Gastrointestinal side effects of phenylephrine have included nausea.
Hypersensitivity side effects of acetaminophen have included anaphylaxis and fixed drug eruptions.
Hypersensitivity side effects of dextromethorphan have included rare reports of fixed-drug eruptions.
General side effects of phenylephrine have included pallor and weakness.
Psychiatric side effects of phenylephrine have included hallucinations, fear, and anxiety.
Genitourinary side effects of chlorpheniramine have included dysuria, urinary hesitancy, and decreased urine flow.
Genitourinary side effects of phenylephrine have included dysuria.
Respiratory side effects of acetaminophen have included a case of eosinophilic pneumonia.
Respiratory side effects of phenylephrine have included respiratory difficulty.
Hepatic side effects of acetaminophen have included severe and sometimes fatal dose dependent hepatitis in alcoholic patients. Hepatotoxicity has been increased during fasting. Several cases of hepatotoxicity from chronic acetaminophen therapy at therapeutic doses have also been reported despite a lack of risk factors for toxicity.
Alcoholic patients may develop hepatotoxicity after even modest doses of acetaminophen. In healthy patients, approximately 15 grams of acetaminophen is necessary to deplete liver glutathione stores by 70% in a 70 kg person. However, hepatotoxicity has been reported following smaller doses. Glutathione concentrations may be repleted by the antidote N-acetylcysteine. One case report has suggested that hypothermia may also be beneficial in decreasing liver damage during overdose.
In a recent retrospective study of 306 patients admitted for acetaminophen overdose, 6.9% had severe liver injury but all recovered. None of the 306 patients died.
A 19 year old female developed hepatotoxicity, reactive plasmacytosis and agranulocytosis followed by a leukemoid reaction after acute acetaminophen toxicity.
Renal side effects of acetaminophen have included acute tubular necrosis and interstitial nephritis. Adverse renal effects are most often observed after overdose, after chronic abuse (often with multiple analgesics), or in association with acetaminophen-related hepatotoxicity.
Acute tubular necrosis usually occurs in conjunction with liver failure, but has been observed as an isolated finding in rare cases. A possible increase in the risk of renal cell carcinoma has been associated with chronic acetaminophen use as well.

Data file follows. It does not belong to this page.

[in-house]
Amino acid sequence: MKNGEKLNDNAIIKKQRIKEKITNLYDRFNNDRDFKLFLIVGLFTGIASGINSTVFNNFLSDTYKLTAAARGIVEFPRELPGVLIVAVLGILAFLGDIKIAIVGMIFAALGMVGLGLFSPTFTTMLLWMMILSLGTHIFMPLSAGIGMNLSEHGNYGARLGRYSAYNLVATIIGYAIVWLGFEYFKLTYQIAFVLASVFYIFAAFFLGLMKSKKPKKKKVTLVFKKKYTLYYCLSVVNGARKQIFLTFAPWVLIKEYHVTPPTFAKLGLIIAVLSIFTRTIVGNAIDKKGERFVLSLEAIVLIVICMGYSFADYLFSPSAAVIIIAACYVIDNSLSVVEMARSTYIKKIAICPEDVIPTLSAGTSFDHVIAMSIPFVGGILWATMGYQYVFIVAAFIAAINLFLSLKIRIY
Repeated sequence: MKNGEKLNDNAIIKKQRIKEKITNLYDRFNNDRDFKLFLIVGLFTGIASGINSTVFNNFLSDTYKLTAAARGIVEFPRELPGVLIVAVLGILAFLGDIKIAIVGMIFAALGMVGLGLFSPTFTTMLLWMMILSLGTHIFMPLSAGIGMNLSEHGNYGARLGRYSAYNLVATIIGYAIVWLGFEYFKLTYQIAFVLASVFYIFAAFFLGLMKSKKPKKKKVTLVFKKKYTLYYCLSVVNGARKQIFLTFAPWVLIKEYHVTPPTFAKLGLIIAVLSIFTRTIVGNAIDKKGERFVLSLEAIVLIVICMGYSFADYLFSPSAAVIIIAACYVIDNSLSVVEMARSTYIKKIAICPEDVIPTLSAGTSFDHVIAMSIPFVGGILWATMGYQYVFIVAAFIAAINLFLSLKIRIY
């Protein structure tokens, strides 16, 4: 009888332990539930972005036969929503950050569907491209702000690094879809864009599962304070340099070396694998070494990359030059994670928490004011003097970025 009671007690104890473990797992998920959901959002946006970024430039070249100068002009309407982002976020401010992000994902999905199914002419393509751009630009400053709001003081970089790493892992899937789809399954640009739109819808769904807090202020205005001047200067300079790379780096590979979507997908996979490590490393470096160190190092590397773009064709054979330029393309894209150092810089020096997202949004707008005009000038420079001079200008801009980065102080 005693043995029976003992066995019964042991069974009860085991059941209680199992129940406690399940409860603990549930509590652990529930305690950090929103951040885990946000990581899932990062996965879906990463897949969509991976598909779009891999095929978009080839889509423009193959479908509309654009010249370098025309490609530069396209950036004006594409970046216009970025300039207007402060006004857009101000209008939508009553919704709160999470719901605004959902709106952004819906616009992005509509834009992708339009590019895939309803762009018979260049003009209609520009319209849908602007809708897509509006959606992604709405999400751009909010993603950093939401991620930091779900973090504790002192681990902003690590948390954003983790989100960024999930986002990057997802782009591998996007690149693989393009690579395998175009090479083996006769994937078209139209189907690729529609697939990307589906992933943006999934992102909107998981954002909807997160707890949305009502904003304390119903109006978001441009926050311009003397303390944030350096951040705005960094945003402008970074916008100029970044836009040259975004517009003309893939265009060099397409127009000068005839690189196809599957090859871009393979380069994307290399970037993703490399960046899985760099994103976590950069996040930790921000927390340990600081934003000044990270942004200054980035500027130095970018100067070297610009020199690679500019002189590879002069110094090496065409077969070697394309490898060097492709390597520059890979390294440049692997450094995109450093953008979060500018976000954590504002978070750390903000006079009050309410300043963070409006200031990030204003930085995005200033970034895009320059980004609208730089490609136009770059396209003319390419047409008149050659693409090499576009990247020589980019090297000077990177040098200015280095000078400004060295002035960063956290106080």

A recent case control study of patients with end-stage renal disease suggested that long term consumption of acetaminophen may significantly increase the risk of end-stage renal disease particularly in patients taking more than two pills per day.
Hematologic side effects of acetaminophen have included rare cases of thrombocytopenia. Methemoglobinemia with resulting cyanosis has also been observed in the setting of acute overdose.
Hematologic side effects of chlorpheniramine have included bone marrow suppression, thrombocytopenia, and aplastic anemia.
A fatal case of agranulocytosis has been reported in a patient taking chlorpheniramine, pseudoephedrine, acetaminophen, dextromethorphan, phenylpropanolamine, and aspirin. Chlorpheniramine was felt to be the cause.
Dermatologic side effects of acetaminophen have included erythematous skin rashes. Bullous erythema and purpura fulminans have also been reported.
In the case of metabolic acidosis, causality is uncertain as more than one drug was ingested. The case of metabolic acidosis followed the ingestion of 75 grams of acetaminophen, 1.95 grams of aspirin, and a small amount of a liquid household cleaner The patient also had a history of seizures which the authors reported may have contributed to an increased lactate level indicative of metabolic acidosis.
Metabolic side effects of acetaminophen have included metabolic acidosis following a massive overdose.
Ocular side effects of chlorpheniramine have included blurred vision, diplopia, and dry eyes due to anticholinergic effects.